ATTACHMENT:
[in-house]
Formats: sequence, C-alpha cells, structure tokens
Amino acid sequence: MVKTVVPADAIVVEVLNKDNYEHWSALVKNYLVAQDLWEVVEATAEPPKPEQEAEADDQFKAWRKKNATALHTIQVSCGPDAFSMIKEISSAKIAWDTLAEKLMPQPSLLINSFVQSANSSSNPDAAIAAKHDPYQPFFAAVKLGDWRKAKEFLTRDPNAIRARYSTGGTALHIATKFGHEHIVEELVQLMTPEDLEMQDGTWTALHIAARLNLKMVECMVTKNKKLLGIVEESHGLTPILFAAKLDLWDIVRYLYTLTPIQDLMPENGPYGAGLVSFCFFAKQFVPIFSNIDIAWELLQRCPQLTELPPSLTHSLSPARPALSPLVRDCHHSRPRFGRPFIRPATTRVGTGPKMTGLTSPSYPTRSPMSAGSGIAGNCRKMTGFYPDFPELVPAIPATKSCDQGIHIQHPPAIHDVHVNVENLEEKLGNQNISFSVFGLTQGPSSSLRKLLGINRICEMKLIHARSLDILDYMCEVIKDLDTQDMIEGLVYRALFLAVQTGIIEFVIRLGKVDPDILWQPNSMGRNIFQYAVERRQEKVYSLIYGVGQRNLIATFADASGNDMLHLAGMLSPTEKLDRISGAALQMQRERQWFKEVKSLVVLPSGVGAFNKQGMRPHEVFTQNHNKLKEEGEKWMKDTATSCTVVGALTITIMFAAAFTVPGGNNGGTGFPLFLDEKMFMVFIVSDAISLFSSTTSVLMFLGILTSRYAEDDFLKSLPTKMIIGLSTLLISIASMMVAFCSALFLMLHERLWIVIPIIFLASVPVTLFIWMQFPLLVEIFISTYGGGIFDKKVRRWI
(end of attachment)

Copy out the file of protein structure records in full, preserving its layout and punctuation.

[in-house]
Formats: sequence, C-alpha cells, structure tokens
Amino acid sequence: MVKTVVPADAIVVEVLNKDNYEHWSALVKNYLVAQDLWEVVEATAEPPKPEQEAEADDQFKAWRKKNATALHTIQVSCGPDAFSMIKEISSAKIAWDTLAEKLMPQPSLLINSFVQSANSSSNPDAAIAAKHDPYQPFFAAVKLGDWRKAKEFLTRDPNAIRARYSTGGTALHIATKFGHEHIVEELVQLMTPEDLEMQDGTWTALHIAARLNLKMVECMVTKNKKLLGIVEESHGLTPILFAAKLDLWDIVRYLYTLTPIQDLMPENGPYGAGLVSFCFFAKQFVPIFSNIDIAWELLQRCPQLTELPPSLTHSLSPARPALSPLVRDCHHSRPRFGRPFIRPATTRVGTGPKMTGLTSPSYPTRSPMSAGSGIAGNCRKMTGFYPDFPELVPAIPATKSCDQGIHIQHPPAIHDVHVNVENLEEKLGNQNISFSVFGLTQGPSSSLRKLLGINRICEMKLIHARSLDILDYMCEVIKDLDTQDMIEGLVYRALFLAVQTGIIEFVIRLGKVDPDILWQPNSMGRNIFQYAVERRQEKVYSLIYGVGQRNLIATFADASGNDMLHLAGMLSPTEKLDRISGAALQMQRERQWFKEVKSLVVLPSGVGAFNKQGMRPHEVFTQNHNKLKEEGEKWMKDTATSCTVVGALTITIMFAAAFTVPGGNNGGTGFPLFLDEKMFMVFIVSDAISLFSSTTSVLMFLGILTSRYAEDDFLKSLPTKMIIGLSTLLISIASMMVAFCSALFLMLHERLWIVIPIIFLASVPVTLFIWMQFPLLVEIFISTYGGGIFDKKVRRWI